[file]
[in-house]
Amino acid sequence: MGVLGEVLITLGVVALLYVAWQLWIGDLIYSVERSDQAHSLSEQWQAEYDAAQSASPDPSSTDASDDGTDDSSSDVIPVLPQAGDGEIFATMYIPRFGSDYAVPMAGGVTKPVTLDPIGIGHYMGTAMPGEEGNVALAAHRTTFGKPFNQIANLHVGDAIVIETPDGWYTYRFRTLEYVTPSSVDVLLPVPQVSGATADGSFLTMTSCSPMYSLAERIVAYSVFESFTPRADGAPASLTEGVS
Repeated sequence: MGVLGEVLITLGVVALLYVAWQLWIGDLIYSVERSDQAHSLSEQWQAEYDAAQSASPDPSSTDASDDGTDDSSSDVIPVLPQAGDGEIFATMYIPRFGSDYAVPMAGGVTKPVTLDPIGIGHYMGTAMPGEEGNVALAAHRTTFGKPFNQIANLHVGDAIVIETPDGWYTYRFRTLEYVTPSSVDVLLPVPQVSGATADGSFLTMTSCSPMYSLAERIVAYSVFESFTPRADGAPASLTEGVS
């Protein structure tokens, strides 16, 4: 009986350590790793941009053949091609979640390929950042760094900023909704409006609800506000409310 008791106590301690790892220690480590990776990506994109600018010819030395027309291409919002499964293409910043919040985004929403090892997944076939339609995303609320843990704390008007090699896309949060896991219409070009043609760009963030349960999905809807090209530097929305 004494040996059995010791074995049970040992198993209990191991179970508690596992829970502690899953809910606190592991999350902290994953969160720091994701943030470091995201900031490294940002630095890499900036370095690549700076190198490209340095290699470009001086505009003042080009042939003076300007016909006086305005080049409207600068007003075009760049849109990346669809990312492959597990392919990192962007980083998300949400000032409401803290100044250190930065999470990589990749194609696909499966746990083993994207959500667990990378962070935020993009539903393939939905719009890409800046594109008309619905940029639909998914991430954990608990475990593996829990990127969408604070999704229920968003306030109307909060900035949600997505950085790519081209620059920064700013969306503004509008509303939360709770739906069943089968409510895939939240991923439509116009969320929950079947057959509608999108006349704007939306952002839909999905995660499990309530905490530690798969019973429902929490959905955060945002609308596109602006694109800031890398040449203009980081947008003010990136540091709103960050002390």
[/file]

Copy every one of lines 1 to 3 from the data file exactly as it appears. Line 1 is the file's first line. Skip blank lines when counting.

[in-house]
Amino acid sequence: MGVLGEVLITLGVVALLYVAWQLWIGDLIYSVERSDQAHSLSEQWQAEYDAAQSASPDPSSTDASDDGTDDSSSDVIPVLPQAGDGEIFATMYIPRFGSDYAVPMAGGVTKPVTLDPIGIGHYMGTAMPGEEGNVALAAHRTTFGKPFNQIANLHVGDAIVIETPDGWYTYRFRTLEYVTPSSVDVLLPVPQVSGATADGSFLTMTSCSPMYSLAERIVAYSVFESFTPRADGAPASLTEGVS
Repeated sequence: MGVLGEVLITLGVVALLYVAWQLWIGDLIYSVERSDQAHSLSEQWQAEYDAAQSASPDPSSTDASDDGTDDSSSDVIPVLPQAGDGEIFATMYIPRFGSDYAVPMAGGVTKPVTLDPIGIGHYMGTAMPGEEGNVALAAHRTTFGKPFNQIANLHVGDAIVIETPDGWYTYRFRTLEYVTPSSVDVLLPVPQVSGATADGSFLTMTSCSPMYSLAERIVAYSVFESFTPRADGAPASLTEGVS